Tag Archives: emergencies

No longer looking at them through a lens

“My children are sick because I can’t afford heating or food.”

I took a sharp intake of breath when I finally realised what he had said.  I lowered my camera, ashamed to admit that my mind had been on the lighting of the room, the framing of the image, and not at all on the words being spoken.  The faces of his four children seemed more fragile now I was no longer looking at them through a lens.

This is my first full deployment.  Based in Jordan I am managing the communications across our Syrian Crisis Response in three different countries.  I’ve taken nearly 3,000 photos since I arrived, interviewed multiple families and just accepted that my heart will be forever broken by these situations.  This day however was different.

It was News Years Day and I commenced this trip with a feeling of pressure.  Pressure to deliver exactly what was expected from colleagues not here on the ground, from colleagues who also have an incredibly challenging and vital role to play in raising awareness and funds for this crisis.  A crisis that has been going for too long with too little interest from the rest of the world.

There is always a tension to get the right image that will make people care, that will really express the reality and harshness of the circumstances these refugees are facing.  It is not always easy and often the true desperation of a situation is not shown in what they are wearing or even how they are living.  It is shown and felt in the way they look at you and talk to you.  The fear that stays with someone who has had to flee for their lives is gut-wrenching.  The suspicion, the caution, the slow deliberate movements that they make and the sudden bursts of anger and frustration have a way of making me feel helpless and guilty that I can’t make it all go away.   This guilt leads to doubt in my ability to get the right image or quote that will make the world care enough to do something.  Late last year I enrolled in an advanced photography course and had a few one on one lessons with some close photography friends.  All of this in the hope that when I was deployed my abilities would do justice to the people I meet.

But it is hard to show just how cold a concrete floor is on the naked feet of a child, how wet the inside of a room is from the leaking roof, or how bone shivering the air in a house with no sealed window is as it snows outside.  It is even harder to look through the back of a camera at a child’s face as it crumbles into tears.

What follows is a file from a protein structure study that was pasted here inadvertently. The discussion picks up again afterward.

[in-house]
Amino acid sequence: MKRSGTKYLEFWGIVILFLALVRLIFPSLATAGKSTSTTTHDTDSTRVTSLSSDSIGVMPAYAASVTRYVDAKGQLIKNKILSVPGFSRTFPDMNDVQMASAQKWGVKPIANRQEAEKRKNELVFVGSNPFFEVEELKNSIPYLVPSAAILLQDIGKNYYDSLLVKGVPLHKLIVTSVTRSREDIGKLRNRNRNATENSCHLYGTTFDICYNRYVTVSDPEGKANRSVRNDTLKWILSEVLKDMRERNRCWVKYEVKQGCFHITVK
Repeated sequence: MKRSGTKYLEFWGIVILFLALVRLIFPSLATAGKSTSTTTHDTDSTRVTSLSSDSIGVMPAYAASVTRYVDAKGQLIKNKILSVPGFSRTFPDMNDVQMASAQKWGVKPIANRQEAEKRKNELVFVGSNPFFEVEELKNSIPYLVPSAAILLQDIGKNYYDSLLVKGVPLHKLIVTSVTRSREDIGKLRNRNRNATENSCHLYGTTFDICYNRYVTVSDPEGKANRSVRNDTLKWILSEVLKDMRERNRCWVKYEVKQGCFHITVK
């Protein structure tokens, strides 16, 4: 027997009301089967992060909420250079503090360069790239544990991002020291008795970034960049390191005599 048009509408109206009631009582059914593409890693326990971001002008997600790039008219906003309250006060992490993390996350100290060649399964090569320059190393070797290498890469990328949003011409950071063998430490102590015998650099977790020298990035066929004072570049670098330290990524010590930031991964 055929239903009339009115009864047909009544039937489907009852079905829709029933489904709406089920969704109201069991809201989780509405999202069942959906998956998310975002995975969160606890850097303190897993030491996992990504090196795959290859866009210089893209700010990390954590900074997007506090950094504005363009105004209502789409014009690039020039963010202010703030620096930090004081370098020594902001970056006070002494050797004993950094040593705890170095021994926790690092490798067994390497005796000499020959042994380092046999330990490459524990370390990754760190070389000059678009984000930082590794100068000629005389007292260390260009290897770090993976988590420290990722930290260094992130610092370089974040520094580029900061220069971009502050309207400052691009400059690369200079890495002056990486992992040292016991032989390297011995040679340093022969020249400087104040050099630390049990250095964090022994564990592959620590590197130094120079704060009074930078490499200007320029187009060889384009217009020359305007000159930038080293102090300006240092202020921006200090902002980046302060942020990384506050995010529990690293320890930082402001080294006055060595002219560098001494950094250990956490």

I’m not sure I will ever be able to take that image or tell that story that could move the rest of the world to care about another country’s children.  And I know I will end each day like this crying.  But if just one person, somewhere is moved, compelled to take a degree of action be it a share on Facebook, saying a prayer, making a donation or advocating to their government to do more and if just one child that I meet here can go to bed at night knowing they are not forgotten then the long hours, the fatigue and the heartbreak are more than worth it.



Filed under Emergency Communications, In the field

It’s not ok.

My flatmate is a high school teacher and one of my favourite things is to listen to her recount her days.  She often ends her rather hilarious stories by looking at me, her head tilted to the side and saying “It’s not ok.”  The first time she did this I laughed.  Her delivery is usually a combination of humour, bewilderment and annoyance at some of her student’s behaviours.  As is often the case when you live with someone you start to pick up their habits.  More and more I find myself listening to stories from my colleagues in the field, reading industry reports or seeing things with my own eyes and just shaking my head and saying, “It’s not ok!”

And right now, there are a lot of things that I feel are not ok.



I’ve been stewing on this blog post for a while now and was really unsure of how and what to write down.  Now having written it I am not sure I really want to post it.  This is not a happy blog.  There are no jokes and I haven’t even been able to spin a hopeful ending which is something I always try to do.  It is not that there isn’t hope because there always is but I guess for me the hope in this blog is that when you read it you too will shake your head and say “this is not ok!”